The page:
I also have another printer coming, the Prusa Mini. I have the MK3 already and it is great, the Mini is supposed to be as good if not better, now that they have the production problems straightened out, we will see it about the middle of January.
Well, when it comes to 3D, there is CAD software, solid modeling and 3D modelers intended for animation.
Some of them are great and different interfaces appeal to different people.
And then it depends on where you come from in the 3D world. Most of my experience is in Lightwave 3D, Real3D, Blender, and a old version of Cinema 4D. There is a difference in the workflow with them and FreeCAD, openCASCADE, and high end programs like Solidworks. This mostly has to do with the accuracy required and types of models built in the programs. I have way more time in the 3D modeling / animation programs than the 3D CAD software.
You can get dimensional accuracy during the build with some of the 3D modeling programs, but not to the level the 3D CAD programs do. You can also model "organic" objects in 3D CAD, but it is no ways near as easy as what are called 3D sculpting programs (Typically used in animation in the past). There were long discussions between my twin brother, who did CAD/CAM and worked in MasterCAM (and was so good he made MasterCAM do things the company told him were impossible to do . . . until he showed them), and me doing animation in Lightwave and Blender, about the differences and the tools that were available to the modeler. (When we started discussing particle animation was where I left his realm, just like when he started talking about streamlining tool paths). Things like poesable figures in animation software where the muscles flex as you reposition a skeleton are the same, yet different from how linkages work in mechanical models. At one point I wanted to get into the 3D animation industry. Until I had a rendering bug crop up in the program I was using, and even setting up a temporary rendering farm, I was barely able to get the video rendered and dropped it off to the editor about 10 minutes before the drop dead time. I like industrial deadlines better.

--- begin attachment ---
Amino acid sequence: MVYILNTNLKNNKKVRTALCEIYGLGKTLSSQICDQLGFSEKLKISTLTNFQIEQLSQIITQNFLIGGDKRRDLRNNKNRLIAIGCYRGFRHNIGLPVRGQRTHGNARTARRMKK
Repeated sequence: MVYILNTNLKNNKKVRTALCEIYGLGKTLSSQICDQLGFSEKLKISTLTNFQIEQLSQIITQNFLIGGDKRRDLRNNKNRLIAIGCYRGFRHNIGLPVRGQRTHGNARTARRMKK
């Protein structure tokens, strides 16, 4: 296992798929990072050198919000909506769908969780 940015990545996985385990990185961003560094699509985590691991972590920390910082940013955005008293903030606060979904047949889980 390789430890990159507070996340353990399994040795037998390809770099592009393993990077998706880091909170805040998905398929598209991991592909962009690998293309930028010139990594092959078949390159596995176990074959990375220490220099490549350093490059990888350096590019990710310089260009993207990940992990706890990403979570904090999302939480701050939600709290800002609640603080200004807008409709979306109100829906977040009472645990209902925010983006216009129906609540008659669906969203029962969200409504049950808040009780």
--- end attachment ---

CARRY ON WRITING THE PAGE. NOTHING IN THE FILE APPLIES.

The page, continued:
This is why, for new people to the 3D world, I was thinking a list of tools they could try would be nice to put out along with a rundown of what the tools are good at doing. (Strengths and weaknesses).
I was with a group that modded a flight simulator and later worked on a WWII submarine game. In both cases we put a list of software that was available for free that other people interested in starting to model and mod could download. We also had a topics dedicated to the most popular of the programs we provided links to. Hence the idea. There is a plethora of models out there not built in 3D CAD programs, some in weird formats, that would be fun to print. But they need to be brought into a program to be tweaked in ways a slicer can't do.
3D printers have unintentionally created a bridge between the 2 world with printing mechanical models and things like figurines. It will be interesting to see where things go from here.
Saw a caboose on the model railroading show "What's neat this week" that was done with a resin printer. Amazing.
But for me resin printing is too expensive of a format to learn in
I think it would be fun to for example, import and clean up let's say, a velociraptor that is rigged (has bones and is poseable before exporting). This one as an example, is only available in fbx and c4d formats.
Or if you need an overweight figure
Also, many people are often sloppy and have missing polygon faces, vertices numbered backwards, or double faced polygons that need to be cleaned up first. All3DP has a tutorial on using Blender to clean an object up before importing it into meshworks discussing this as an example.
There is a HUGE world out there when it comes to 3D when you combine the different worlds. It can be intimidating for a new user if they have to dig up information on their own.